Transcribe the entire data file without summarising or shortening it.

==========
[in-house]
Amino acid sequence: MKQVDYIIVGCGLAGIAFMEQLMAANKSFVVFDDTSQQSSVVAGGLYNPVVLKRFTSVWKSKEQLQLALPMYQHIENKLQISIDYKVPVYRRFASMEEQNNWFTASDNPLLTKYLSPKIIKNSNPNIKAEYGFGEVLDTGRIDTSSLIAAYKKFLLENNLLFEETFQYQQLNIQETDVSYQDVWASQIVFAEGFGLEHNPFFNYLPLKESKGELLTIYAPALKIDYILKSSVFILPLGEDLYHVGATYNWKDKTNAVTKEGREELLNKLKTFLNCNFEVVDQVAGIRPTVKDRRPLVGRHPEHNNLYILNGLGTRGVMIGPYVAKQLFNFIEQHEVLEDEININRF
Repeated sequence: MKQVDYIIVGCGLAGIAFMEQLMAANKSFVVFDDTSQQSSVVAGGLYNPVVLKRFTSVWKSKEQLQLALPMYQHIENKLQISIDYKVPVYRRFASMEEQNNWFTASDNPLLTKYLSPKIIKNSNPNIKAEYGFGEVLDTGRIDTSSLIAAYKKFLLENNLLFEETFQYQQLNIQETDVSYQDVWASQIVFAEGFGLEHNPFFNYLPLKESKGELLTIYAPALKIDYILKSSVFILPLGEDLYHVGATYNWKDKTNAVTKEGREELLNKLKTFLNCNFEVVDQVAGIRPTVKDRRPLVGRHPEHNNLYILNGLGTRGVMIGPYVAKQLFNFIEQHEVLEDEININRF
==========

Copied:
[in-house]
Amino acid sequence: MKQVDYIIVGCGLAGIAFMEQLMAANKSFVVFDDTSQQSSVVAGGLYNPVVLKRFTSVWKSKEQLQLALPMYQHIENKLQISIDYKVPVYRRFASMEEQNNWFTASDNPLLTKYLSPKIIKNSNPNIKAEYGFGEVLDTGRIDTSSLIAAYKKFLLENNLLFEETFQYQQLNIQETDVSYQDVWASQIVFAEGFGLEHNPFFNYLPLKESKGELLTIYAPALKIDYILKSSVFILPLGEDLYHVGATYNWKDKTNAVTKEGREELLNKLKTFLNCNFEVVDQVAGIRPTVKDRRPLVGRHPEHNNLYILNGLGTRGVMIGPYVAKQLFNFIEQHEVLEDEININRF
Repeated sequence: MKQVDYIIVGCGLAGIAFMEQLMAANKSFVVFDDTSQQSSVVAGGLYNPVVLKRFTSVWKSKEQLQLALPMYQHIENKLQISIDYKVPVYRRFASMEEQNNWFTASDNPLLTKYLSPKIIKNSNPNIKAEYGFGEVLDTGRIDTSSLIAAYKKFLLENNLLFEETFQYQQLNIQETDVSYQDVWASQIVFAEGFGLEHNPFFNYLPLKESKGELLTIYAPALKIDYILKSSVFILPLGEDLYHVGATYNWKDKTNAVTKEGREELLNKLKTFLNCNFEVVDQVAGIRPTVKDRRPLVGRHPEHNNLYILNGLGTRGVMIGPYVAKQLFNFIEQHEVLEDEININRF